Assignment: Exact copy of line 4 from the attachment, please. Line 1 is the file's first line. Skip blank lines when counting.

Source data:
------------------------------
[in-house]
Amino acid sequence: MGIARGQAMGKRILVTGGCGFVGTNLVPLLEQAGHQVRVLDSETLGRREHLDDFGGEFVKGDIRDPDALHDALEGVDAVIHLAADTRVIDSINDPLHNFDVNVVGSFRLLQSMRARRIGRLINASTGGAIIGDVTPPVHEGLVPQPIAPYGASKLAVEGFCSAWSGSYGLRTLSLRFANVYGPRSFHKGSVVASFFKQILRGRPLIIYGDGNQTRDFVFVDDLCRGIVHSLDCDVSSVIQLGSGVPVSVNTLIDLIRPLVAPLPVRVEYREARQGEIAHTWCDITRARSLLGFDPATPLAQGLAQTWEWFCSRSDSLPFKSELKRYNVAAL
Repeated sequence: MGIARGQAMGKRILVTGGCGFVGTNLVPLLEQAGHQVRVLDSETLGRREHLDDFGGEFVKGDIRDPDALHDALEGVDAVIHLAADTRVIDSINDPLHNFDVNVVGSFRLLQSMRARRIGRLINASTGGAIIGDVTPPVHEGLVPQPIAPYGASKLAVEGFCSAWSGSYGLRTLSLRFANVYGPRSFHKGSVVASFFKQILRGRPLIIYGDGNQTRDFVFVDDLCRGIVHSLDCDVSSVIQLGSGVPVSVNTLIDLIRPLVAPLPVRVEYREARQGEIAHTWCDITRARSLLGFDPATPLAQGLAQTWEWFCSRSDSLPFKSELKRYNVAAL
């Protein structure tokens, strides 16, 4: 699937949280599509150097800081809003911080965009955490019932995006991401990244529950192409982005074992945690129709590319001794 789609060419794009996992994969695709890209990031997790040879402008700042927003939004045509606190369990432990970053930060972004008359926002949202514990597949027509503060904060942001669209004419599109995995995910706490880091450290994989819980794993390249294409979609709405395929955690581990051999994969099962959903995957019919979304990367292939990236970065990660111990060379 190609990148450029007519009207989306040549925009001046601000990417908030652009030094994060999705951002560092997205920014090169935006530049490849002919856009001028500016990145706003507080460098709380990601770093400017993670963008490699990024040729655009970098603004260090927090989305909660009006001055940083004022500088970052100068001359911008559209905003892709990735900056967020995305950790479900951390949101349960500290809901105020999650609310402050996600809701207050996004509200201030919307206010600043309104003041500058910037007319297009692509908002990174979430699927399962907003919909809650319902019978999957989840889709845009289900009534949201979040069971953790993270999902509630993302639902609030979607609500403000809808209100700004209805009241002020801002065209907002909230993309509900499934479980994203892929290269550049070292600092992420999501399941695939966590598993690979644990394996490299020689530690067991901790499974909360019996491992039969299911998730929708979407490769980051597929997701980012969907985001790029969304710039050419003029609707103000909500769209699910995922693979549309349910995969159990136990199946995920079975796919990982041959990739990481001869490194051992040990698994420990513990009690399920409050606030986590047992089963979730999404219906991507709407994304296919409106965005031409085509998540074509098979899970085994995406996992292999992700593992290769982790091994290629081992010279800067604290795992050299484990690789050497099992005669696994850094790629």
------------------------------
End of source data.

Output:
């Protein structure tokens, strides 16, 4: 699937949280599509150097800081809003911080965009955490019932995006991401990244529950192409982005074992945690129709590319001794 789609060419794009996992994969695709890209990031997790040879402008700042927003939004045509606190369990432990970053930060972004008359926002949202514990597949027509503060904060942001669209004419599109995995995910706490880091450290994989819980794993390249294409979609709405395929955690581990051999994969099962959903995957019919979304990367292939990236970065990660111990060379 190609990148450029007519009207989306040549925009001046601000990417908030652009030094994060999705951002560092997205920014090169935006530049490849002919856009001028500016990145706003507080460098709380990601770093400017993670963008490699990024040729655009970098603004260090927090989305909660009006001055940083004022500088970052100068001359911008559209905003892709990735900056967020995305950790479900951390949101349960500290809901105020999650609310402050996600809701207050996004509200201030919307206010600043309104003041500058910037007319297009692509908002990174979430699927399962907003919909809650319902019978999957989840889709845009289900009534949201979040069971953790993270999902509630993302639902609030979607609500403000809808209100700004209805009241002020801002065209907002909230993309509900499934479980994203892929290269550049070292600092992420999501399941695939966590598993690979644990394996490299020689530690067991901790499974909360019996491992039969299911998730929708979407490769980051597929997701980012969907985001790029969304710039050419003029609707103000909500769209699910995922693979549309349910995969159990136990199946995920079975796919990982041959990739990481001869490194051992040990698994420990513990009690399920409050606030986590047992089963979730999404219906991507709407994304296919409106965005031409085509998540074509098979899970085994995406996992292999992700593992290769982790091994290629081992010279800067604290795992050299484990690789050497099992005669696994850094790629």